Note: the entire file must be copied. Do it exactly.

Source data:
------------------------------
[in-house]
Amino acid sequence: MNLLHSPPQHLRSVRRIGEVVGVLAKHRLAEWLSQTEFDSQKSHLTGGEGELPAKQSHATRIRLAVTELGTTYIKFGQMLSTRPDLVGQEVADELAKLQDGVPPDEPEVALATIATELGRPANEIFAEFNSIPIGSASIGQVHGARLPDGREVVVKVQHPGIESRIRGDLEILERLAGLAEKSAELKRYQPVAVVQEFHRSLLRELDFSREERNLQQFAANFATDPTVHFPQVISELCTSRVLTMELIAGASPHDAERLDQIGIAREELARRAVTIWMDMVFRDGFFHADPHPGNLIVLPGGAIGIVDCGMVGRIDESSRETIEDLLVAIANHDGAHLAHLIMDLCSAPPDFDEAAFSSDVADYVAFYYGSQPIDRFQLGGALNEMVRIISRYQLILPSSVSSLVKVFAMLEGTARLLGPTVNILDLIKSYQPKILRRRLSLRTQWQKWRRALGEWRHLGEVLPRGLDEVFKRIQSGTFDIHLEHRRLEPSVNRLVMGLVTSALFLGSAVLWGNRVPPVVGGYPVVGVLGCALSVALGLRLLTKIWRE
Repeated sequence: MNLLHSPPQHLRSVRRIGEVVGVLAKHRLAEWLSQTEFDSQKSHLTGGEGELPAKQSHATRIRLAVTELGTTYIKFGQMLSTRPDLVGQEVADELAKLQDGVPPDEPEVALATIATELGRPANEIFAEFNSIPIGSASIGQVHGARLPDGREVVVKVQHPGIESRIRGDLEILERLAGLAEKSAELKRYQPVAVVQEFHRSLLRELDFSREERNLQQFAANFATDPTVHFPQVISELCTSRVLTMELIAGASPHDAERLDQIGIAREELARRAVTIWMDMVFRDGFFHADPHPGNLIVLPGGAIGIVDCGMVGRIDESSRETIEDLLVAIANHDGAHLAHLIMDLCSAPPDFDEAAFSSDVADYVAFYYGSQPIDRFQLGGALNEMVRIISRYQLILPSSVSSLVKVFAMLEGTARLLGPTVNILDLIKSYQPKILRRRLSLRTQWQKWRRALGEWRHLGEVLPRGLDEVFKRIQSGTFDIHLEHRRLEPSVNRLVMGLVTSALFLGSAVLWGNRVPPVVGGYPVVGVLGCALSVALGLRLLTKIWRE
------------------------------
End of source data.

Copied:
[in-house]
Amino acid sequence: MNLLHSPPQHLRSVRRIGEVVGVLAKHRLAEWLSQTEFDSQKSHLTGGEGELPAKQSHATRIRLAVTELGTTYIKFGQMLSTRPDLVGQEVADELAKLQDGVPPDEPEVALATIATELGRPANEIFAEFNSIPIGSASIGQVHGARLPDGREVVVKVQHPGIESRIRGDLEILERLAGLAEKSAELKRYQPVAVVQEFHRSLLRELDFSREERNLQQFAANFATDPTVHFPQVISELCTSRVLTMELIAGASPHDAERLDQIGIAREELARRAVTIWMDMVFRDGFFHADPHPGNLIVLPGGAIGIVDCGMVGRIDESSRETIEDLLVAIANHDGAHLAHLIMDLCSAPPDFDEAAFSSDVADYVAFYYGSQPIDRFQLGGALNEMVRIISRYQLILPSSVSSLVKVFAMLEGTARLLGPTVNILDLIKSYQPKILRRRLSLRTQWQKWRRALGEWRHLGEVLPRGLDEVFKRIQSGTFDIHLEHRRLEPSVNRLVMGLVTSALFLGSAVLWGNRVPPVVGGYPVVGVLGCALSVALGLRLLTKIWRE
Repeated sequence: MNLLHSPPQHLRSVRRIGEVVGVLAKHRLAEWLSQTEFDSQKSHLTGGEGELPAKQSHATRIRLAVTELGTTYIKFGQMLSTRPDLVGQEVADELAKLQDGVPPDEPEVALATIATELGRPANEIFAEFNSIPIGSASIGQVHGARLPDGREVVVKVQHPGIESRIRGDLEILERLAGLAEKSAELKRYQPVAVVQEFHRSLLRELDFSREERNLQQFAANFATDPTVHFPQVISELCTSRVLTMELIAGASPHDAERLDQIGIAREELARRAVTIWMDMVFRDGFFHADPHPGNLIVLPGGAIGIVDCGMVGRIDESSRETIEDLLVAIANHDGAHLAHLIMDLCSAPPDFDEAAFSSDVADYVAFYYGSQPIDRFQLGGALNEMVRIISRYQLILPSSVSSLVKVFAMLEGTARLLGPTVNILDLIKSYQPKILRRRLSLRTQWQKWRRALGEWRHLGEVLPRGLDEVFKRIQSGTFDIHLEHRRLEPSVNRLVMGLVTSALFLGSAVLWGNRVPPVVGGYPVVGVLGCALSVALGLRLLTKIWRE